Employee's Guide to Preventing Sexual Harassment Table of Contents

DDESS DMEO Contacts

DMEO Program Manager

Phone: 678-364-6655
Blackberry: 404-519-2517
Fax: 770-632-8720

EEO Counselor

Phone: 678-364-8013
Fax: 678-364-6626

Employees and applicants must contact the EEO Office at: 700 Westpark Drive, 3rd Floor, Peachtree City, GA 30269 (phone numbers above), within 45 days of the discriminating act to begin complaint counseling. EEO counselors assigned to process informal complaints are appointed by the EEO Chief. They are not advocates for management or the complainant, but serve as an impartial third party.

Resources

DoDEA Diversity Management and Equal Opportunity (DMEO) Program

EEO Complaint Process

Quick Reference Guide for Managers - Discrimination and Sexual Harassment Allegations

DoD Directive on DMEO

DoDEA EEO Policy

Reasonable Accommodation Policy

DoDEA EEO Regulation 5713.9

EEOC Regulations on Federal Sector EEO, 29 C.F.R. Part 1614

POSH Guide: Stopping Sexual Harassment

Who is Responsible for Stopping Sexual Harassment?

Sexual harassment directed at a specific person.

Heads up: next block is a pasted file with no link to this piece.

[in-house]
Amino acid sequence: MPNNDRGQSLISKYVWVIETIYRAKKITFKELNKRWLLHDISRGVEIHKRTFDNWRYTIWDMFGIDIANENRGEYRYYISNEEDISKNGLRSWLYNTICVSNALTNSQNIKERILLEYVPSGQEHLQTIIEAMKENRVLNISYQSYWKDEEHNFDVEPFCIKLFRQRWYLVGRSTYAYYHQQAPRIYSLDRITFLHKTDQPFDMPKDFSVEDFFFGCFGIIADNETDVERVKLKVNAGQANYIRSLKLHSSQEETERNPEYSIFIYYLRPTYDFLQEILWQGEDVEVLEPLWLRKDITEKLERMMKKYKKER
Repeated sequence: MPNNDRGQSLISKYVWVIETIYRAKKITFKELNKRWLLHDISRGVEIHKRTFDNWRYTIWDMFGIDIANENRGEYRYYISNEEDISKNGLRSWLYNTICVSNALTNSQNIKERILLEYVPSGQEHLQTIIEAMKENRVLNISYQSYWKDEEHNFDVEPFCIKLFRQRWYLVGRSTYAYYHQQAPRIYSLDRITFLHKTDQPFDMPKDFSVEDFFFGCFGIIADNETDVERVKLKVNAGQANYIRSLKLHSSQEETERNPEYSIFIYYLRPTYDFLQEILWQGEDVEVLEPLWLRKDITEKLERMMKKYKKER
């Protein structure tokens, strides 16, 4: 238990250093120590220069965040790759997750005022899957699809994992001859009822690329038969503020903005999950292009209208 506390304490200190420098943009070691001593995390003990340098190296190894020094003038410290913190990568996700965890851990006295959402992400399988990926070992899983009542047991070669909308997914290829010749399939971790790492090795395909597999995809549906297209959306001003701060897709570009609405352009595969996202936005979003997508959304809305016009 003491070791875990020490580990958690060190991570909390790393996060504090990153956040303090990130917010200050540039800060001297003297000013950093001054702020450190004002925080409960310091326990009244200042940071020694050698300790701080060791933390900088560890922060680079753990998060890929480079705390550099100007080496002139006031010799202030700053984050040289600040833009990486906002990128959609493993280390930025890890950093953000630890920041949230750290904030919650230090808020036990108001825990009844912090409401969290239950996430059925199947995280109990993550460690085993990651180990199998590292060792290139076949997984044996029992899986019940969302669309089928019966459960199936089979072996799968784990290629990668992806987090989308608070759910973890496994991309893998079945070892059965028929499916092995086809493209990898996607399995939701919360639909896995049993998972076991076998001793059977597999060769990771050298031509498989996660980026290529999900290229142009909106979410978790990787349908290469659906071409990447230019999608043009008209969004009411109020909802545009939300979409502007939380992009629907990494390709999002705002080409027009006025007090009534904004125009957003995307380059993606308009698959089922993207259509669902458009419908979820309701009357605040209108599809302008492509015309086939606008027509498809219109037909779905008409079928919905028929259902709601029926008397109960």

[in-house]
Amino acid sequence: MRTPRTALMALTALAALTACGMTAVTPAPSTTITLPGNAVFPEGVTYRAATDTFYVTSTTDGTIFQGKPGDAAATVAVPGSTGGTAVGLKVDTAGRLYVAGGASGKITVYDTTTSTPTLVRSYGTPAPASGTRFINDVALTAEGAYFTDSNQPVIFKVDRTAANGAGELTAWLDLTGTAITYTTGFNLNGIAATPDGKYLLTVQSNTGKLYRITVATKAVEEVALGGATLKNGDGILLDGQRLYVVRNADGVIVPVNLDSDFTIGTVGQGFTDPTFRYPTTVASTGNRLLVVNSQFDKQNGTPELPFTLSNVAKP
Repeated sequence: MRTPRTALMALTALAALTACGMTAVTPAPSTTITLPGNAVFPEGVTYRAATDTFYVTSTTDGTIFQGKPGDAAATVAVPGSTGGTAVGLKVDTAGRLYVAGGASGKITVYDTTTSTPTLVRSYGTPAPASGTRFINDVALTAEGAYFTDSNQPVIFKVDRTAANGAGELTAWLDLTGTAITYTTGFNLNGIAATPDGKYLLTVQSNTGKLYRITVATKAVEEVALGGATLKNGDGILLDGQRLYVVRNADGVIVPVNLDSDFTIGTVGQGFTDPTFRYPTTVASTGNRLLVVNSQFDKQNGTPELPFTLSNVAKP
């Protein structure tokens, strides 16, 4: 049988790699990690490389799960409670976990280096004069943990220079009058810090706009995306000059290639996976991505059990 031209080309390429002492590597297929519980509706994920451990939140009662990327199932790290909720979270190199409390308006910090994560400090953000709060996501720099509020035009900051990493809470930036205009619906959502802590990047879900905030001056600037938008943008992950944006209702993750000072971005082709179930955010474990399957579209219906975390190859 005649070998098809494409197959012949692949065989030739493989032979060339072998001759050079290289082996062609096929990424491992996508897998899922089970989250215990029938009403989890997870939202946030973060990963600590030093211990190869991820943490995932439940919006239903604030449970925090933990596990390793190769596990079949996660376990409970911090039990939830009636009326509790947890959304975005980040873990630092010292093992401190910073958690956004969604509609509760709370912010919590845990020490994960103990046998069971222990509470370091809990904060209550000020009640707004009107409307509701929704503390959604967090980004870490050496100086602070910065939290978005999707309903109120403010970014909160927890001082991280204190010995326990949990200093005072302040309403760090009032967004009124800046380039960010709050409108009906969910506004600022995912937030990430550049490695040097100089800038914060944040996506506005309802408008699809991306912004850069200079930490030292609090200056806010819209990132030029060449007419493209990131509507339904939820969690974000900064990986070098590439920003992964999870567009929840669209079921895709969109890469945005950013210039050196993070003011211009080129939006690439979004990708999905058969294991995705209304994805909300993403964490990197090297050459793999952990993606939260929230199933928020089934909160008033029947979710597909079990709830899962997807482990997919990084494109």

The person being harassed
Advise the harasser that the behavior is inappropriate and unwanted.
The harasser(s)
Once it is made known that the behavior is unacceptable and/or unwanted that person is required to stop. If he/she does not stop, or if other people counsel you that you are too sensitive and should be able to take a joke, then you are being targeted because the harasser and/or other individuals are indicating that your rights and feelings do not count.
The Organization
When targeting occurs, the organization has the absolute responsibility to intervene. If your efforts are not successful or you are in a situation where it is difficult for you to speak up, utilize your chain of command or contact the EEO Office.

The organization has the responsibility for preventing and dealing with sexual harassment. Supervisors who know or should have known of sexual harassment are responsible for taking appropriate action. Sexual harassment constitutes misconduct for which disciplinary action is appropriate.
Law Enforcement
Circumstances, which may constitute sexual harassment, cover a broad range of behaviors that can be abusive and even criminal in nature. When abusive behavior includes elements of extortion, assault and battery, or sex crimes, supervisors have the responsibility for referring the matter to the proper authorities for further investigation and/or prosecution.